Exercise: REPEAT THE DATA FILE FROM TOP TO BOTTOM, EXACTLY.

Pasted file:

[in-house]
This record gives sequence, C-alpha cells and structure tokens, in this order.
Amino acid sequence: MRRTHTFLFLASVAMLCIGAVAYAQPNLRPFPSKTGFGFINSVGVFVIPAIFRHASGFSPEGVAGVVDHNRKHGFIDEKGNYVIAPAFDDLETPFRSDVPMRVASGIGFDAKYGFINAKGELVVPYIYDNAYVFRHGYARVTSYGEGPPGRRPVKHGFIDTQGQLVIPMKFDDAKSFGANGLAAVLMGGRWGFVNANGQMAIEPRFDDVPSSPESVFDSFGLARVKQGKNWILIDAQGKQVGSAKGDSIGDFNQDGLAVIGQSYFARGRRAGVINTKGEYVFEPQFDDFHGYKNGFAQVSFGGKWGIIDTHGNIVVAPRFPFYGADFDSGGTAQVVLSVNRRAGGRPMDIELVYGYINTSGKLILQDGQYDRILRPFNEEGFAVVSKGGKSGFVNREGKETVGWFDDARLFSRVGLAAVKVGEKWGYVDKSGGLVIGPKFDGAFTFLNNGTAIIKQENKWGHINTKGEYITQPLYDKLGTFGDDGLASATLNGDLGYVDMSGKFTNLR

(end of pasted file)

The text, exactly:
[in-house]
This record gives sequence, C-alpha cells and structure tokens, in this order.
Amino acid sequence: MRRTHTFLFLASVAMLCIGAVAYAQPNLRPFPSKTGFGFINSVGVFVIPAIFRHASGFSPEGVAGVVDHNRKHGFIDEKGNYVIAPAFDDLETPFRSDVPMRVASGIGFDAKYGFINAKGELVVPYIYDNAYVFRHGYARVTSYGEGPPGRRPVKHGFIDTQGQLVIPMKFDDAKSFGANGLAAVLMGGRWGFVNANGQMAIEPRFDDVPSSPESVFDSFGLARVKQGKNWILIDAQGKQVGSAKGDSIGDFNQDGLAVIGQSYFARGRRAGVINTKGEYVFEPQFDDFHGYKNGFAQVSFGGKWGIIDTHGNIVVAPRFPFYGADFDSGGTAQVVLSVNRRAGGRPMDIELVYGYINTSGKLILQDGQYDRILRPFNEEGFAVVSKGGKSGFVNREGKETVGWFDDARLFSRVGLAAVKVGEKWGYVDKSGGLVIGPKFDGAFTFLNNGTAIIKQENKWGHINTKGEYITQPLYDKLGTFGDDGLASATLNGDLGYVDMSGKFTNLR